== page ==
CBD Research in Psychiatry and Clinical Neuroscience

CBD Research in Psychiatry and Clinical Neuroscience

Altered relationship between cortisol response to social stress and mediotemporal function during fear processing in people at clinical high risk for psychosis: a preliminary report

Cathy Davies  · Elizabeth Appiah‑Kusi  · Robin Wilson  · Grace Blest‑Hopley  · Matthijs G. Bossong  · Lucia Valmaggia · Michael Brammer  · Jesus Perez  · Paul Allen · Robin M. Murray  · Philip McGuire · Sagnik Bhattacharyya


Evidence suggests that people at Clinical High Risk for Psychosis (CHR) have a blunted cortisol response to stress and altered mediotemporal activation during fear processing, which may be neuroendocrine–neuronal signatures of maladaptive threat responses. However, whether these facets are associated with each other and how this relationship is afected by cannabidiol treatment is unknown. We examined the relationship between cortisol response to social stress and mediotemporal function during fear processing in healthy people and in CHR patients. In exploratory analyses, we investigated whether treatment with cannabidiol in CHR individuals could normalise any putative alterations in cortisol-mediotemporal coupling. 33 CHR patients were randomised to 600 mg cannabidiol or placebo treatment. Healthy controls (n=19) did not receive any drug. Mediotemporal function was assessed using a fearful face-processing functional magnetic resonance imaging paradigm. Serum cortisol and anxiety were measured immediately following the Trier Social Stress Test. The relationship between cortisol and mediotemporal blood-oxygen-level-dependent haemodynamic response was investigated using linear regression. In healthy controls, there was a signifcant negative relationship between cortisol and parahippocampal activation (p=0.023), such that the higher the cortisol levels induced by social stress, the lower the parahippocampal activation (greater deactivation) during fear processing. This relationship difered signifcantly between the control and placebo groups (p=0.033), but not between the placebo and cannabidiol groups (p=0.67). Our preliminary fndings suggest that the parahippocampal response to fear processing may be associated with the neuroendocrine (cortisol) response to experimentally induced social stress, and that this relationship may be altered in patients at clinical high risk for psychosis.


Interactions between environmental stress and brain pathophysiology are thought to drive the onset of psychosis in people at Clinical High Risk (CHR), with hypothalamic–pituitary–adrenal (HPA) axis dysfunction as a putative mediator [1, 2]. CHR individuals show increased basal cortisol levels compared to healthy controls [2, 3] (akin to tonic HPA hyperactivation [4]) but an attenuated cortisol awakening response [2, 5]. Moreover, evidence suggests a blunting of the normative cortisol response to acute stress induction (phasic HPA blunting [4]) in CHR individuals [6], which is thought to underlie their enhanced vulnerability to the deleterious efects of stress [7, 8].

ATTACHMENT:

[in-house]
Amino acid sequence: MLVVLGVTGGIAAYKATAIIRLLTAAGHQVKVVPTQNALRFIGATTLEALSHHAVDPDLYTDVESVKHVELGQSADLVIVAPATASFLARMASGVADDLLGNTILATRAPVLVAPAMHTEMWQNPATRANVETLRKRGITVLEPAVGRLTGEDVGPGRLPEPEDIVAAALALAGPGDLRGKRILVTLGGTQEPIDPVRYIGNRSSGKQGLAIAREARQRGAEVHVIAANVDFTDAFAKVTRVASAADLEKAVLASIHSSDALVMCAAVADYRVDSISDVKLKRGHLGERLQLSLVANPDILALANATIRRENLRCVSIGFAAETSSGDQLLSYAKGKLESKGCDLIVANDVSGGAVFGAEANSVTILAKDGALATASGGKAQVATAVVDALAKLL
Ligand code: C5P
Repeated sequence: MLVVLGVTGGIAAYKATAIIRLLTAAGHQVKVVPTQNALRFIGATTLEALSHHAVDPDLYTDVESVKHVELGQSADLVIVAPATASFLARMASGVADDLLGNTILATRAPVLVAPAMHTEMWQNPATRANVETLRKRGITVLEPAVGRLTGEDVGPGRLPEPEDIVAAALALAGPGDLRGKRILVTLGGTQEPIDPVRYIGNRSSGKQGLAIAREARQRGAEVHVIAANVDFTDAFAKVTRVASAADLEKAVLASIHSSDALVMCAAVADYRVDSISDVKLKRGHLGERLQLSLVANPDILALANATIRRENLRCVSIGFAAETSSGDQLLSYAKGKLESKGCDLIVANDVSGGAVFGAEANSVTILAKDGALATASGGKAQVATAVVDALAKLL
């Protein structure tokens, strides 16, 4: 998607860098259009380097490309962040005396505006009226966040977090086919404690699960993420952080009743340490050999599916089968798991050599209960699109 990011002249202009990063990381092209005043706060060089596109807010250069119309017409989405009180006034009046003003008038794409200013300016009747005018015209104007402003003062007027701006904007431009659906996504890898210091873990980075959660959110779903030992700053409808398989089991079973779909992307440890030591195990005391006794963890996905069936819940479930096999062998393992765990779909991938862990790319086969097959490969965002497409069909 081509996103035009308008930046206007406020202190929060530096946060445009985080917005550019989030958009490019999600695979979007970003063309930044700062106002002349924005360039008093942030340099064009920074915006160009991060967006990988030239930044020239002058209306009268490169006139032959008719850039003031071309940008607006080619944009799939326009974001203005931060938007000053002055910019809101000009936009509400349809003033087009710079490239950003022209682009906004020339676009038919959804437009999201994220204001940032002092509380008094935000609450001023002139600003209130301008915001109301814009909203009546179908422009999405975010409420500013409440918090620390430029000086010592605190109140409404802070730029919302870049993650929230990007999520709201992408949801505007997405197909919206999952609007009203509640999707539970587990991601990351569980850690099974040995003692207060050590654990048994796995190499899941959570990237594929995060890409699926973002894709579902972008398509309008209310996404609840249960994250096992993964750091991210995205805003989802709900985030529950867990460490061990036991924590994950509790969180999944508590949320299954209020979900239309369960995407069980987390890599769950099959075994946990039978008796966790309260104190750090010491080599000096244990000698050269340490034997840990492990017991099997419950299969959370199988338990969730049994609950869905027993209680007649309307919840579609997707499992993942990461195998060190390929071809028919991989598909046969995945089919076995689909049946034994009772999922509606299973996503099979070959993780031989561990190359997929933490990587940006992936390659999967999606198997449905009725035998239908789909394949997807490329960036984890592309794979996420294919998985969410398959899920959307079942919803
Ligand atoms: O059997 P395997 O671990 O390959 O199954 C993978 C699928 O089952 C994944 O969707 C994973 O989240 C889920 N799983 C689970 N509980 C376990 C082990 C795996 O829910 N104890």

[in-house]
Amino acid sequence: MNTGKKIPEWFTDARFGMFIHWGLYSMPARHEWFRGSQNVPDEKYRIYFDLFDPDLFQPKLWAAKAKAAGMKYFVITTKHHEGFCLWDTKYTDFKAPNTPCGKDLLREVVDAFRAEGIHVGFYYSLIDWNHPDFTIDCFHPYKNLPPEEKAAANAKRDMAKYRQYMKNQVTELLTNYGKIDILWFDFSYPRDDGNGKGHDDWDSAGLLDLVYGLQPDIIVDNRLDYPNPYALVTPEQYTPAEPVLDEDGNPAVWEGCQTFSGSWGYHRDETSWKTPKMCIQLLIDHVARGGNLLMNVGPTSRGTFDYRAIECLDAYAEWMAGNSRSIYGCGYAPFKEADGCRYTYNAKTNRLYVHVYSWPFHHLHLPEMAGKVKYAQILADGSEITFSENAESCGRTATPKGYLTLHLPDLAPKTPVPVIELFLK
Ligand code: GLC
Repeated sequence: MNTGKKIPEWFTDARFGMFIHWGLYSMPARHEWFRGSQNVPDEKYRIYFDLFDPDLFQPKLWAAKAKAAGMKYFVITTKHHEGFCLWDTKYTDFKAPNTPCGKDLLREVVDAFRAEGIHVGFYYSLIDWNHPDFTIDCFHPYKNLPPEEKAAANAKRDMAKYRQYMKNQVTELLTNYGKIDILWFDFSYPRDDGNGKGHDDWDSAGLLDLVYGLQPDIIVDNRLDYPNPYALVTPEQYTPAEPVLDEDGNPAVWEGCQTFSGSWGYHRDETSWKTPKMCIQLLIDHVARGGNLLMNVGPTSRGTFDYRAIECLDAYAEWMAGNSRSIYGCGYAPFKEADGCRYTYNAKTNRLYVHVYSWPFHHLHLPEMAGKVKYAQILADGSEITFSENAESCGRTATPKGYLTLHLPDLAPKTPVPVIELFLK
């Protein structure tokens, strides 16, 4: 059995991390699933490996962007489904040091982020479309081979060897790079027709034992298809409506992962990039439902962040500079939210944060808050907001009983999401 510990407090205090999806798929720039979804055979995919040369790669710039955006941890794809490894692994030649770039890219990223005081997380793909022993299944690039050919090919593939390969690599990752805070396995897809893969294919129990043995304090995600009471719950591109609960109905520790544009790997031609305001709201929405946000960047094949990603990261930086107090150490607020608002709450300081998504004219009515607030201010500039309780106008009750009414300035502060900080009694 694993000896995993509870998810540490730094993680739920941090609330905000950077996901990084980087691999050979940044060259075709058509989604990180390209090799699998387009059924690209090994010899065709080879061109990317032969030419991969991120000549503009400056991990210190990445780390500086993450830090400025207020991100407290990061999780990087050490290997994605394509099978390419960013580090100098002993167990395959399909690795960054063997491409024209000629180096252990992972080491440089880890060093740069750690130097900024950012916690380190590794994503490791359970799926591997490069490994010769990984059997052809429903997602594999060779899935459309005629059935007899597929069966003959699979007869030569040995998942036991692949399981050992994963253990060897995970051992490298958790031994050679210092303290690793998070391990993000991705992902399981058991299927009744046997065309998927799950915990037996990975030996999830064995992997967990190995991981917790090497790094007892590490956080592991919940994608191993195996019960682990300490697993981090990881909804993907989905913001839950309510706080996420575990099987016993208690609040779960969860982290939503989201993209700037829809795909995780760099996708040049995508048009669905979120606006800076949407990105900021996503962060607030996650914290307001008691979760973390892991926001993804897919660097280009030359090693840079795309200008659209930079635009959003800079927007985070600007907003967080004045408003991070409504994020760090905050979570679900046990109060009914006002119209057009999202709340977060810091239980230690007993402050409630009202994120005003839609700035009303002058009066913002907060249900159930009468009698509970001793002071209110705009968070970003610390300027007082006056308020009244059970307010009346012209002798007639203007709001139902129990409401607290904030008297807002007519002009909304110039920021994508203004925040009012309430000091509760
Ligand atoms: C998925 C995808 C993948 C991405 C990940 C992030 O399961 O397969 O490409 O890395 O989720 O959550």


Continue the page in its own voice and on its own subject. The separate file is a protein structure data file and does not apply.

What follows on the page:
The neural architecture that confers this enhanced vulnerability to the efects of (particularly social) stress is not completely clear, but dysfunction within prefrontal and mediotemporal cortex, as well as midbrain-striatal dopamine signalling, have been implicated [9]. In animals, stress (especially repeated or prolonged stress) increases the responsivity of midbrain dopamine neurons leading to striatal dopamine release [10], an efect that is normalised by inhibiting the hippocampus [11] (for reviews see [9, 12]) and which is translationally relevant given that mesolimbic hyperdopaminergia is thought to be the fnal common pathway to psychosis in humans [13]. Numerous psychosocial stressors associated with increased risk for psychosis [14], such as migration and childhood adversity, have been shown to augment dopamine synthesis capacity and/or release [15, 16] (although dampening has also been observed [17]), and may sensitise the mesolimbic dopamine system to future stress (for review see [18, 19]). Moreover, stress-induced striatal dopamine release is highly correlated with stress-induced salivary cortisol [20–22]. Relative to healthy individuals, CHR patients show increased striatal dopamine release in response to stress [22] which correlates with cortisol release, a relationship that appears to be decoupled in cannabis-using CHR patients [23]. Conversely, the medial prefrontal cortex and hippocampus play major regulatory roles in inhibiting stress-related mesolimbic hyperdopaminergia [9, 11, 24]. While CHR individuals appear to have normal stress-induced prefrontal dopamine release, combined with a normative correlation with stress-induced salivary cortisol [25], those CHR patients with greater stress (chronic or life events) or anxiety had both lower prefrontal dopamine release as well as blunted cortisol responses following stress [25].